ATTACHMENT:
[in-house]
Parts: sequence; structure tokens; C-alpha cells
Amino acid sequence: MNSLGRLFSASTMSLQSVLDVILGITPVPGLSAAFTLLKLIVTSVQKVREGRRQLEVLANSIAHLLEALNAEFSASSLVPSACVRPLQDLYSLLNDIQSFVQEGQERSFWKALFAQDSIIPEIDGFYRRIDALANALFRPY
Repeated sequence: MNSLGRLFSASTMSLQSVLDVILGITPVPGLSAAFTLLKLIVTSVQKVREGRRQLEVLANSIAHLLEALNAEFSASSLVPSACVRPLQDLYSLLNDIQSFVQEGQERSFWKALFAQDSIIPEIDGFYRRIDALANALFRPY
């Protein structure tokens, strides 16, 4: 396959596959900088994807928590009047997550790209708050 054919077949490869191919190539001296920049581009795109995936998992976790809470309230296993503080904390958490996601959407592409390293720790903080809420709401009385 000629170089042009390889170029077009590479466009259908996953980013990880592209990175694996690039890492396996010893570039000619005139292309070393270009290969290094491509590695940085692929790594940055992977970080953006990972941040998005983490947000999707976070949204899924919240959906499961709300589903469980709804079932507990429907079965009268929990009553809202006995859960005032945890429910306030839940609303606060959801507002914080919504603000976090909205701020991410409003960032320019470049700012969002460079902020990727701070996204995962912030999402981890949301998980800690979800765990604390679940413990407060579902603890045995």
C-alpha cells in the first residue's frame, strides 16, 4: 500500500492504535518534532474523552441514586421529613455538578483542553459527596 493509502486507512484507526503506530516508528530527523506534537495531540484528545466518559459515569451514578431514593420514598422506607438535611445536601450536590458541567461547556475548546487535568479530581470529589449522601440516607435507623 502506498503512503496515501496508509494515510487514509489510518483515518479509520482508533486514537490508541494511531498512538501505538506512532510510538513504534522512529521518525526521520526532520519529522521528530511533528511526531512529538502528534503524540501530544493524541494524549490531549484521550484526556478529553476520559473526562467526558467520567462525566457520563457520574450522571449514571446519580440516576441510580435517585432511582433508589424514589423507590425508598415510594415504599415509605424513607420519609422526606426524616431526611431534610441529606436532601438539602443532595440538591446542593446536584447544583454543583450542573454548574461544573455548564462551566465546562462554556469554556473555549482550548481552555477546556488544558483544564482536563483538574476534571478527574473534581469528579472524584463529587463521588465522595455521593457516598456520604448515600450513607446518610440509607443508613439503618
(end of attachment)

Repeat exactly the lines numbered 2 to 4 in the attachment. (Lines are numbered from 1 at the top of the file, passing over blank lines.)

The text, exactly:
Parts: sequence; structure tokens; C-alpha cells
Amino acid sequence: MNSLGRLFSASTMSLQSVLDVILGITPVPGLSAAFTLLKLIVTSVQKVREGRRQLEVLANSIAHLLEALNAEFSASSLVPSACVRPLQDLYSLLNDIQSFVQEGQERSFWKALFAQDSIIPEIDGFYRRIDALANALFRPY
Repeated sequence: MNSLGRLFSASTMSLQSVLDVILGITPVPGLSAAFTLLKLIVTSVQKVREGRRQLEVLANSIAHLLEALNAEFSASSLVPSACVRPLQDLYSLLNDIQSFVQEGQERSFWKALFAQDSIIPEIDGFYRRIDALANALFRPY